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Whole Foods to move regional headquarters to Denver from Boulder

Posted on: Jun 29 16

by: admin

#Boulder, #CRE
By Alicia Wallace
Denver Post

Whole Foods Market is moving its Rocky Mountain regional headquarters to the Mile High City from Boulder, and the train to the plane was a big selling point.

By early next year, the Austin, Texas-based natural foods grocer will settle about 100 employees into a historic, three-story brick building near Coors Field that once housed Centennial School Supply Co.

Whole Foods will pull out of Boulder’s commercial property Twenty Ninth Street mall, where it leased space that had been headquarters to Wild Oats Markets, the Boulder-bred rival it acquired in 2007.

The company’s new Denver address, 3012 Huron St., is about a 15-minute walk from Denver Union Station, the first station along the commuter-rail line serving Denver International Airport.

“We polled the folks who worked in the office and asked what their top five or six criteria were for a new office space. Public transit was in the top two. They wanted really good access to buses as well as trains,” company spokeswoman Heather Larrabee said Tuesday.

“This is a group of team members with Whole Foods that travels pretty extensively for their job. They’re on the road 50 percent of time,” she said. “To be able to hop on the train at Union Station and not worry about parking at the airport was really attractive to them.”

The new location should also be more convenient for Whole Foods’ producers and clients flying to Colorado for meetings, she said.

“What really became apparent is there are just some incredible opportunities in Denver to grow our space and the quality of our space and be around all those amenities that a city offers,” Larrabee said. “Denver’s food scene has exploded over the last few years. It’s something we really wanted to be a part of.”

A downtown development official called the announcement a “coup” for Denver.

“Whole Foods is a powerful brand,” Downtown Denver Partnership CEO Tami Door said. “That will not only add tremendous value to our center city, but that brand will be leveraged as we continue to seek other national and regional headquarters. It sends a very strong message.”

From a strategic standpoint, officials have always expected the University of Colorado A-Line to be attractive to both businesses and workers, and “it’s absolutely playing out,” she said.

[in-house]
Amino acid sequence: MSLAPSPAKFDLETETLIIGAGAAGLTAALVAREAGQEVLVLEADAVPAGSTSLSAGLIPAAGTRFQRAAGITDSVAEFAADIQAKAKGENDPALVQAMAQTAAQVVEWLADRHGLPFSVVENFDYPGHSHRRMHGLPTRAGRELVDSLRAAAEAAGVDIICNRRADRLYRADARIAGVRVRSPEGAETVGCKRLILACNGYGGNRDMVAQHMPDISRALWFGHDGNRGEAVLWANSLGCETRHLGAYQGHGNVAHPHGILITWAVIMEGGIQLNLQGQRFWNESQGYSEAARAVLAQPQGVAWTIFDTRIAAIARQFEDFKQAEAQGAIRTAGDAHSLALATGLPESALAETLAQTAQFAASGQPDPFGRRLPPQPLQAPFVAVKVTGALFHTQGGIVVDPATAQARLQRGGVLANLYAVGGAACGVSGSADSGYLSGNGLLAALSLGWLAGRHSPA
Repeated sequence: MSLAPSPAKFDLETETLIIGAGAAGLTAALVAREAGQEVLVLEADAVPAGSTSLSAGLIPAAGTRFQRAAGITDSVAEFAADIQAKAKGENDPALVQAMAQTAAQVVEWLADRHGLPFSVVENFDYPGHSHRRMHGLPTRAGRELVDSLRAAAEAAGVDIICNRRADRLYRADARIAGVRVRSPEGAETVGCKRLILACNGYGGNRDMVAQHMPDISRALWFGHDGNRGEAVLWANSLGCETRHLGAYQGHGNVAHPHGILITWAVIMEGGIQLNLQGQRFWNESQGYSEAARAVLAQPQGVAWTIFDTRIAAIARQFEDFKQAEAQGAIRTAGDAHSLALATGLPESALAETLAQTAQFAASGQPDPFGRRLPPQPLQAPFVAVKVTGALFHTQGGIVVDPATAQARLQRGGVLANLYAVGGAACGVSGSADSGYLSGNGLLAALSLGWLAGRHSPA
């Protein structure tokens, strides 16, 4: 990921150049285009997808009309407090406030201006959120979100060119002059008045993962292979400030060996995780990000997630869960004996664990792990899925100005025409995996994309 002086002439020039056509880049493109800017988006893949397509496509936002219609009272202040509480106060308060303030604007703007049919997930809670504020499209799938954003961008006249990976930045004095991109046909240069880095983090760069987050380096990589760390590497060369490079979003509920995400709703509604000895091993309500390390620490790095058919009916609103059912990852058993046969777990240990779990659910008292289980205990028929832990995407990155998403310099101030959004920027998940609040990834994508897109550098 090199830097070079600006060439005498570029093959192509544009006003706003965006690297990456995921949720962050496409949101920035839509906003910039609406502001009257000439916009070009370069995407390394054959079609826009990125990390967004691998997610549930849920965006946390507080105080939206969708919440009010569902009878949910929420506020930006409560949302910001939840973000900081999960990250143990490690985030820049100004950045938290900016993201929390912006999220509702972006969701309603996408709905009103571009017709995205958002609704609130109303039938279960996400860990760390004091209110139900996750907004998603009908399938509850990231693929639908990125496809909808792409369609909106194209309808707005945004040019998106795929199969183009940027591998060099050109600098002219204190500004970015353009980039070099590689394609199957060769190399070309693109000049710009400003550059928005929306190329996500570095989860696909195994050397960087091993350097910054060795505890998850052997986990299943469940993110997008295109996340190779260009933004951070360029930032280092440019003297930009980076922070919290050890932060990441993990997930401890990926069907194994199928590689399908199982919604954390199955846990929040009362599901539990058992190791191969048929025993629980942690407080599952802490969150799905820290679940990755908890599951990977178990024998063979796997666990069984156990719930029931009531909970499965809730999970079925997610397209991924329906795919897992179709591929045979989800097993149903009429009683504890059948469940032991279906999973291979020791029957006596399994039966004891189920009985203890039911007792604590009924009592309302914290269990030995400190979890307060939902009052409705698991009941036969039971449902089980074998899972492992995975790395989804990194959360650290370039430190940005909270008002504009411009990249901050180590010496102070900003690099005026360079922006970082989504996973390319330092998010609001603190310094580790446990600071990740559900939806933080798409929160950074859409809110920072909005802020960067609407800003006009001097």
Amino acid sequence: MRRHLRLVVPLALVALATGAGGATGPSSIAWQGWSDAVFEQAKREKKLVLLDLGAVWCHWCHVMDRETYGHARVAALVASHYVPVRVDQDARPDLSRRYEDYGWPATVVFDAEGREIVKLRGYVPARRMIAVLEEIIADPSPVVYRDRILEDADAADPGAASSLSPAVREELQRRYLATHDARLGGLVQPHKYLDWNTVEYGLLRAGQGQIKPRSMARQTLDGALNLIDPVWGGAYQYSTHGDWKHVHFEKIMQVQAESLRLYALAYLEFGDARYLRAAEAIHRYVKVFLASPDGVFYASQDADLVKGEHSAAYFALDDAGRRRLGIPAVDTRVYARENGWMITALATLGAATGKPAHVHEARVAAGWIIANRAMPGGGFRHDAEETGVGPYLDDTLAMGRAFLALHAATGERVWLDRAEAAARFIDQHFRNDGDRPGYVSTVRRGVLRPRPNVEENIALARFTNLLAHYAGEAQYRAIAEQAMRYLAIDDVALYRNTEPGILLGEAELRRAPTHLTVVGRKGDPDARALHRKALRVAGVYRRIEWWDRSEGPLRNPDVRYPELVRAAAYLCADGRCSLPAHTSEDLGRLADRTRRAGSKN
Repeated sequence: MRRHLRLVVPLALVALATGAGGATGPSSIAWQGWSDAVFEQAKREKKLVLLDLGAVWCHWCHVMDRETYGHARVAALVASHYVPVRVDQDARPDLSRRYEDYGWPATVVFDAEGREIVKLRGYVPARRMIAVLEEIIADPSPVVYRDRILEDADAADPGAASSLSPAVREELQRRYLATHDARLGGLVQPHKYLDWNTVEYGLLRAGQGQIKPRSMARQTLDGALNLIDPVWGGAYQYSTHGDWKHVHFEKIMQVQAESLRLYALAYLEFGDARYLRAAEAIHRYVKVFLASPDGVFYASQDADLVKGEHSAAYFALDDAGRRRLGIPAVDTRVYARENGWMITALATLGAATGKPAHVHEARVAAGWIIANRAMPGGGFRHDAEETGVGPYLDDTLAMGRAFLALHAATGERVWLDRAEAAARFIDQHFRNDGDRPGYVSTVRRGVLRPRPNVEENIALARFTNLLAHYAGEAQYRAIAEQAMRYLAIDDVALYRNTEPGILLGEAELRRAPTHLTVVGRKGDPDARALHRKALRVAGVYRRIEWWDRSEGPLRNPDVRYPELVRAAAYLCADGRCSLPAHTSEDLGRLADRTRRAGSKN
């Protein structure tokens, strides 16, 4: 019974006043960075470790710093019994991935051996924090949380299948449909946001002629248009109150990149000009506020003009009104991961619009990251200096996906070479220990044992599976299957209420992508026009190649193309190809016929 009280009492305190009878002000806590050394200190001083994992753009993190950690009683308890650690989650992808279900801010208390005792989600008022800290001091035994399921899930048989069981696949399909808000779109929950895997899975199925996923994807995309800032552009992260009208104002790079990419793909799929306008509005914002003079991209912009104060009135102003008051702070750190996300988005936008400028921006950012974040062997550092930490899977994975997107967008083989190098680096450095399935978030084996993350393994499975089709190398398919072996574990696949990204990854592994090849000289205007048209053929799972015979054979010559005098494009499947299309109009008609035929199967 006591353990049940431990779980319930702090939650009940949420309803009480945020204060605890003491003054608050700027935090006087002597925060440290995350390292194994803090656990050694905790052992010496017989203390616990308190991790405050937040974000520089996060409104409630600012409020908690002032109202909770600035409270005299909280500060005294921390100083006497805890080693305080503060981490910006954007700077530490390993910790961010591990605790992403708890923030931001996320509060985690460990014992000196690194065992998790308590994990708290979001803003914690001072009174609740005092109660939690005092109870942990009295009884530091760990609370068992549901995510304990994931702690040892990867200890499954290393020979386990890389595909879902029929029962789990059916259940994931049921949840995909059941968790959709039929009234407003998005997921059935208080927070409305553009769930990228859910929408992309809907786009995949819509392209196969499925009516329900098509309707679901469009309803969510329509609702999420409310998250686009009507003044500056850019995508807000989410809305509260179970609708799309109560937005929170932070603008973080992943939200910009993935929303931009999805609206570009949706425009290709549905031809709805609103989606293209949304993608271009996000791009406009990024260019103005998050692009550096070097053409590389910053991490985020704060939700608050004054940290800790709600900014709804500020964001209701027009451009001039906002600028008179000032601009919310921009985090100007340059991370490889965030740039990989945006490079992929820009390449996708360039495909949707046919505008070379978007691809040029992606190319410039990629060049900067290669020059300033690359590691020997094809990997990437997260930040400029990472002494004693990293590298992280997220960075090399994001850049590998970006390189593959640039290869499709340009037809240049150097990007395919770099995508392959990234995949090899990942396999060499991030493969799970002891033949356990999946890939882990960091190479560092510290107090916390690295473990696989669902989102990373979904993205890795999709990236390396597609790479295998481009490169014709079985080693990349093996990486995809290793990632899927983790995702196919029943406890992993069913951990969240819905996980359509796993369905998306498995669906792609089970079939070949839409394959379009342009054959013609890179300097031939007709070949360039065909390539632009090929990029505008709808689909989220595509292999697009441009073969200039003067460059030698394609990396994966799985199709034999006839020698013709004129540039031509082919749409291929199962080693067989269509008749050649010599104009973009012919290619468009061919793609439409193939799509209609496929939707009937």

“This is one more example of how convenient, efficient regional mobility options provide a powerful boost to business recruitment and relocations, not to mention to existing employers and their employees,” Paul Washington, executive director of the Denver Office of Economic Development, said in an e-mail.

The Whole Foods store near 28th and Pearl streets in Boulder will remain the region’s flagship location. But just as natural and organic is maturing into the mainstream, Whole Foods is opting to become more centrally located, Larrabee said. Since it acquired Wild Oats, the natural products industry has continued to blossom, soaring past $100 billion in annual retail sales, according to the Natural Foods Merchandiser.

“We have three stores in Boulder,” she said, “but the majority of our stores are actually in and around the Denver metroplex.”

Kate Taggart Honea of Macerich, property manager for the Twenty Ninth Street Mall, said the company is “dilligently working to fill that space with a concept that is both new and fresh to the shopping center.”

“This is a prime location for us and we’re looking to bring a different concept that will fill needs and bring something new to the shopping center.” Asked whether the 45,000-square-foot building will remain office space or transition to another use, Honea said Macrich is “exploring all possibilities.”

The biggest impact could be to local natural food companies, for which Whole Foods is an important entry into national retail.The natural grocer recently shifted its buying from a regional to a centralized operation at its Austin, Texas headquarters. A local buyer is still employed in Boulder, but its unknown whether that individual will be relocated to Denver in the move.

Whole Foods did not respond to requests for comment on that particular issue.

“Whole Foods is following what the rest of the industry is doing,” said Steve Savage, owner of 1908 Brands and co-founder of Eco Products. “They’re getting beat up by regional players and they need to make things more efficient and cheaper.”

Savage said he believes that the Pearl Street store, which will remain the regional flagship, will still serve as the proving ground for new and upcoming natural products, given its high performance for the company.

“It’s definitely their test store,” he said. “If you don’t make it at Pearl, you’re not going to make it anywhere.”

Whole Foods has started to roll out its smaller-format 365 by Whole Foods Market, which is designed to appeal to younger, more value-conscious and tech-savvy shoppers. The first 365 store opened last month in Los Angeles, and one or a few could very well land in Colorado, Larrabee said.

“We definitely have been looking at sites, and we don’t have anything confirmed yet,” she said.

Whole Foods’ new offices, less than a mile from what will be the natural grocer’s first downtown store, will be slightly smaller in terms of square footage ā€” 38,000 compared with 45,000 ā€” but Larrabee said the plan is to make the space feel a lot more open.

“We’re going to maximize the space in a way that’s different than our current location,” she said. “It just reflects what’s current in today’s work environment and what millennials are looking for. We do so much in collaboration and in teams ā€” the new space will really help activate that.”

Daily Camera staff writer Shay Castle contributed to this report.


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